Now we want to start creating our configuration files.  First up we define basic keyboard settings.

nano -w 10-Keyboard.conf
Section "InputDevice"
    Identifier "Keyboard1"
    Driver "kbd"
    Option "AutoRepeat" "250 30"
EndSection

Then we want to create our basic mouse configuration.

nano -w 15-Mouse.conf
Section "InputDevice"
    Identifier "Mouse1"
    Driver "mouse"
EndSection

We’re going to setup multi-monitor support later so let’s just create a stub monitor configuration for now.

nano -w 20-Monitor.conf
Section"Monitor"
    Identifier "Monitor1"
EndSection

Now time for the one we’ve all been waiting for – the GPU configuration.  Here we must specify the PCI bus ID.  Rather unhelpfully X’s configuration takes an integer address value whereas the number we got from lspci (81) is hexadecimal.  You want to convert the hexadecimal to integer – just search for “hex to int online tool” in your favourite search engine.  In my case 81 turns in to 129.  With that in mind the configuration file should look like below.

nano -w 30-Radeon.conf
Section "Device"
    Identifier "AMD FirePro V7900"
    Driver "radeon"
    Option "AccelMethod" "glamor"
    Option "TearFree" "on"
    BusID "PCI:129:00"
    Screen 0
EndSection

Now we need to tie the monitor and GPU together.  This is the concept of a “screen”.

nano -w 80-Screen.conf
Section "Screen"
    Identifier "Screen1"
    Device "AMD FirePro V7900"
    Monitor "Monitor1"
    DefaultDepth 24
    Subsection "Display"
        Modes "2560x1440"
    EndSubsection
EndSection

The final config file we want to create is the overall server layout tying together the GPU/monitor combinations (screns) and keyboards and mice.

nano -w 99-Layout.conf
Section "SeverLayout"
    Identifier "Layout"
    Screen "Screen1"
    InputDevice "Mouse1" "CorePointer"
    InputDevice "Keyboard1" "CoreKeyboard"
EndSection

With that X should now be able to run on the correct GPU – let’s test it.

startx

You should now see X running with some X terms.  It will look ugly as we have no window manager installed so that’s our next task.

Press CTRL+ALT+F1 to return to the console then CTRL+C to kill X.

Installing XFCE4

Since we’ll be using a desktop from now on let’s tell Gentoo that.  First let’s see what number Gentoo assigns to desktop configuration

eselect profile list

You’ll see a whole bunch come back.  If you are using gnome or KDE Plasma then there will be specific versions listed, if you’re using systemd instead of OpenRC then likewise you’ll see a corresponding value for you.  For those of us using OpenRC and neither Gnome or Plasma we just want the desktop configuration “default/linux/amd64/13.0/desktop”.  On my machine this was the third profile indicated with a [3] at the start so we want to use that.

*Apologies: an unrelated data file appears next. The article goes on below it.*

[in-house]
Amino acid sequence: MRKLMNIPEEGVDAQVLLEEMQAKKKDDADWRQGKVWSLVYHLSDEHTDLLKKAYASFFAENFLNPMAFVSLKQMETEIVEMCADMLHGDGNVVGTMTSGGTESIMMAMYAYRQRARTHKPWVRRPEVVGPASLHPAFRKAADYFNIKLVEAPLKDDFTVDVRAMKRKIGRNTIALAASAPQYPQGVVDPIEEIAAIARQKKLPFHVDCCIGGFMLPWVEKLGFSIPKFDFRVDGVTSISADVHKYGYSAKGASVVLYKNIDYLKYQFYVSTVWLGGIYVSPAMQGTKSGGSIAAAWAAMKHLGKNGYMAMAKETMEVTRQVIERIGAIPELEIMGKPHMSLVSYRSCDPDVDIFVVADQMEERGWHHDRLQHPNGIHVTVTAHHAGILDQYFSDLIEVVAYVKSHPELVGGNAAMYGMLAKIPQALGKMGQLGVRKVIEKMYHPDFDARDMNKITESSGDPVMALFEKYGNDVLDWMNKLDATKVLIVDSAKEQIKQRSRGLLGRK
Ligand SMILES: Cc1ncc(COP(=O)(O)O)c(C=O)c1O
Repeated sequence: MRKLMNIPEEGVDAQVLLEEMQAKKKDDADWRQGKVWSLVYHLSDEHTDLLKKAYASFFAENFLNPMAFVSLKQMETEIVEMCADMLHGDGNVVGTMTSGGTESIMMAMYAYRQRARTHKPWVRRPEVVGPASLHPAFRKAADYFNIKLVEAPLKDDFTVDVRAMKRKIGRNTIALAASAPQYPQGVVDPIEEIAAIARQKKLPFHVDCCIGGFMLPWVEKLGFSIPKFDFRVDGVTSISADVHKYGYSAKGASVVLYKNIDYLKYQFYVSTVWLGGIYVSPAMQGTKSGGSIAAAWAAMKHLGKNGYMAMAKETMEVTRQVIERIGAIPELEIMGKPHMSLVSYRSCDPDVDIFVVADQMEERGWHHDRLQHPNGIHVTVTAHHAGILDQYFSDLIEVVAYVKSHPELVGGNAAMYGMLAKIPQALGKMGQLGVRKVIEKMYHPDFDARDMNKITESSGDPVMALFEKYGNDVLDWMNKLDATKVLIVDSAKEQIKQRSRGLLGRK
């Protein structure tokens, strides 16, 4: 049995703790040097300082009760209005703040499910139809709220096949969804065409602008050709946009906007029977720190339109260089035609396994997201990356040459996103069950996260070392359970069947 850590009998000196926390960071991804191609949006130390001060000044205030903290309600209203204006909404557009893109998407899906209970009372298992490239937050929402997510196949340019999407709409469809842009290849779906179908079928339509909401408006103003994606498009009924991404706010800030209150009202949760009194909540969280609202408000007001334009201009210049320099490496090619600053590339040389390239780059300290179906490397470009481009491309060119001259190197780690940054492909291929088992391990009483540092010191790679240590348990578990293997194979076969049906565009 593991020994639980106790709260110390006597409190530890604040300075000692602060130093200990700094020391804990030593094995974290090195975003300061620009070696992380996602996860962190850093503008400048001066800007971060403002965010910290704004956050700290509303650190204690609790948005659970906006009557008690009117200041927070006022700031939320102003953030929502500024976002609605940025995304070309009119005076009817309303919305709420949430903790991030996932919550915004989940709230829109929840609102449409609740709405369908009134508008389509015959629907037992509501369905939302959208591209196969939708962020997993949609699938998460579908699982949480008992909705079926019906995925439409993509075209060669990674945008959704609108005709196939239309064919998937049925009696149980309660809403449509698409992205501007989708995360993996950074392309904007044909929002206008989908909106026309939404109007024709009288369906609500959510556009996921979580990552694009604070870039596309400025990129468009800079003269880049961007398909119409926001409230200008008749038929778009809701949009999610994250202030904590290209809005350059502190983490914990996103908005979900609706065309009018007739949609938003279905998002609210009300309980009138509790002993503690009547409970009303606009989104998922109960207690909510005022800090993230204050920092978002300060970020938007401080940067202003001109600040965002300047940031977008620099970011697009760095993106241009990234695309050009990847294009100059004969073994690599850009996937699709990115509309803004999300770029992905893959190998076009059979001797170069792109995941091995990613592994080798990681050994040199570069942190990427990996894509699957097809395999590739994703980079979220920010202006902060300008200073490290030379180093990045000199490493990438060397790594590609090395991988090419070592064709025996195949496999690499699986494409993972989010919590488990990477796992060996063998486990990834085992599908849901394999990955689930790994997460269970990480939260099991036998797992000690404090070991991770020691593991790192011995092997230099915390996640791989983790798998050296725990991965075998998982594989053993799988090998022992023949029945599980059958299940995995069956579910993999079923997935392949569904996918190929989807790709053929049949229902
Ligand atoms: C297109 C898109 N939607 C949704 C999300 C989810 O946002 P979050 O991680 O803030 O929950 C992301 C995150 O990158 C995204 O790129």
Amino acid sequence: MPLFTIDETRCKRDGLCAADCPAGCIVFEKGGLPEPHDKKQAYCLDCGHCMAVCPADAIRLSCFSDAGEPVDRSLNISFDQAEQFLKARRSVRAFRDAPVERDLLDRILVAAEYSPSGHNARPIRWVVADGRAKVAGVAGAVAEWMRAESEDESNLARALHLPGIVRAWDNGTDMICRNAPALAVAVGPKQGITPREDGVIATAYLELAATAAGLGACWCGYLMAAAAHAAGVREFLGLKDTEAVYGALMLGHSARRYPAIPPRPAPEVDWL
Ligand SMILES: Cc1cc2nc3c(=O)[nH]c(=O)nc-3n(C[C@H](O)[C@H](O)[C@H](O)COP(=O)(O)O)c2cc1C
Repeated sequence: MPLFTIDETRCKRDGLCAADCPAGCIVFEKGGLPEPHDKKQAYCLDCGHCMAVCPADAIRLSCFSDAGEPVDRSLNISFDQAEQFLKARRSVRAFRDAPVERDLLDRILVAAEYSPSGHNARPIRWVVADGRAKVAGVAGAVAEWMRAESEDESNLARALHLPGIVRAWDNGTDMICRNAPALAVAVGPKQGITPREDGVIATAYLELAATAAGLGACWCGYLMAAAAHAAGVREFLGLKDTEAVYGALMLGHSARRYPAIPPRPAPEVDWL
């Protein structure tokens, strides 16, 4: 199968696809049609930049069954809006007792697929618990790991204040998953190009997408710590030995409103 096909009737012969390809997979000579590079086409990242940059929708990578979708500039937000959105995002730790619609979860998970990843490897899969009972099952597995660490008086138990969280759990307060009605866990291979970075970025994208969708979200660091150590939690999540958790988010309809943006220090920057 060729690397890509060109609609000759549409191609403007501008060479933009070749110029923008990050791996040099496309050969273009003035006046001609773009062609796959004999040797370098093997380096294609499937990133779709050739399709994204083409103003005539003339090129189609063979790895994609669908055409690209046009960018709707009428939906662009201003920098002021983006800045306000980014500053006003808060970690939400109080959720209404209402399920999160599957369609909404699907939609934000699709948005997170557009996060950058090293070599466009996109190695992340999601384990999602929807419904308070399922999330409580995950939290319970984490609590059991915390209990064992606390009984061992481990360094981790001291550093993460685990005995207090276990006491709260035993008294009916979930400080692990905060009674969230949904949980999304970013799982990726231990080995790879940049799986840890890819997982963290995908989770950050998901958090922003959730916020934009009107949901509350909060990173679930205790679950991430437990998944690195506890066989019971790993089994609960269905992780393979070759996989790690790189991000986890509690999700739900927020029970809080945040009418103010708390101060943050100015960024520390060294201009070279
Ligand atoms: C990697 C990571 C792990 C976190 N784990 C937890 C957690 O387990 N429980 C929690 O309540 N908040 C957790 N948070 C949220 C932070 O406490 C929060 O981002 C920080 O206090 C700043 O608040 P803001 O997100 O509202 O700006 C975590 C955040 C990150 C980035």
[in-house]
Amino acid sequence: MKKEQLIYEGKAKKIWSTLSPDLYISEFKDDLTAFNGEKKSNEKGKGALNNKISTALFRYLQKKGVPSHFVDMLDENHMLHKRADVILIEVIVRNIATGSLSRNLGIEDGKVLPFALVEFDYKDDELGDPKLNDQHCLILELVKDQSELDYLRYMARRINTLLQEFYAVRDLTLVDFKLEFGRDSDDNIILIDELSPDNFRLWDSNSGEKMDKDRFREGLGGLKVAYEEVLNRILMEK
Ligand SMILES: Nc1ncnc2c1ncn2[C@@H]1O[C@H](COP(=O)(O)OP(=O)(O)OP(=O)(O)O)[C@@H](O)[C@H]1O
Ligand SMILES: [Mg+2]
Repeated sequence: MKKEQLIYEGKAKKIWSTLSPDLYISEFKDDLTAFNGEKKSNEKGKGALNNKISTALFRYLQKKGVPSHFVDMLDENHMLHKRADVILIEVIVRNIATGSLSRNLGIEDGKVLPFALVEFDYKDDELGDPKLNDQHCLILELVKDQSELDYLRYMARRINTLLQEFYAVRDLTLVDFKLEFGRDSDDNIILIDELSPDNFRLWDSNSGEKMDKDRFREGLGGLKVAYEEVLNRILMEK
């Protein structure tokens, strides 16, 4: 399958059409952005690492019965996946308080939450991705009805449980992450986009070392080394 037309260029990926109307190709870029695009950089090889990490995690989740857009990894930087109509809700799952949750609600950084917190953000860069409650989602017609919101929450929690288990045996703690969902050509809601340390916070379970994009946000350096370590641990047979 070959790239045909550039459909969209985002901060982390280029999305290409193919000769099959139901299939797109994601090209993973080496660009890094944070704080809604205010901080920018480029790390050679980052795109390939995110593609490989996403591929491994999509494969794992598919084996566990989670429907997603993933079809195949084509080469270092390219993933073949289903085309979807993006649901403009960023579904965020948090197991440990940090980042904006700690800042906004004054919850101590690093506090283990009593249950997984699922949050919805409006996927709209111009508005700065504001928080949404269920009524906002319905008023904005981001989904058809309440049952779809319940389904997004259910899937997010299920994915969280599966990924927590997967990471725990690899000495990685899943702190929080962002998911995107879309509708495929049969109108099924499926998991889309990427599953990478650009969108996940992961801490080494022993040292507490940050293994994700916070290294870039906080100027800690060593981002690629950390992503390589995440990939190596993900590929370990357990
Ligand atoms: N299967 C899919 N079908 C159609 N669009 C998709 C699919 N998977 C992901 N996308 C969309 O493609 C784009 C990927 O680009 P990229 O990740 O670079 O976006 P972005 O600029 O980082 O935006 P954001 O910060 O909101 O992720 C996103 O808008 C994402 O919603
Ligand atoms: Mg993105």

eselect profile set 3

With that done it’s time to merge in XFCE.  You can do this package by package or go for the meta-package which brings in the majority of XFCE.  That’s the route I’m going for.

emerge xfce-base/xfce4-meta

Time for some more tea – there was a two hour wait here on my system and then another few applications to get a base system up and running.  I want the XFCE terminal, the audio mixer, task manager, file browser and a basic web browser.  So let’s pull those in.

emerge x11-terms/xfce4-terminal xfce-extra/xfce4-mixer xfce-extra/xfce4-taskmanager x11-themes/xfwm4-themes xfce-base/thunar www-client/midori

Some of these packages in my case were listed as unstable so we need to confirm the changes.

emerge --autounmask-write x11-terms/xfce4-terminal xfce-extra/xfce4-mixer xfce-extra/xfce4-taskmanager x11-themes/xfwm4-themes xfce-base/thunar www-client/midori

Save those config changes.

dispatch-config

Confirm each change with a ‘u’ and then do the merge again.

emerge x11-terms/xfce4-terminal xfce-extra/xfce4-mixer xfce-extra/xfce4-taskmanager x11-themes/xfwm4-themes xfce-base/thunar www-client/midori

Another half an hour done and a quick profile update once more:

env-update && source /etc/profile

Switch to the user you want to use X with – press ALT + F2 to get to another terminal and login with a standard user.

We need to configure that user to use XFCE4 – this is just done by updating their X configuration to call XFCE whenever it runs.

echo “exec startxfce4“ > ~/.xinitrc

Now we can run X as this user:

startx

Within a few seconds you’ll have your first desktop.  A thing of beauty.  You can click the top right corner and select “Log Out…” then select log out to drop back to the terminal.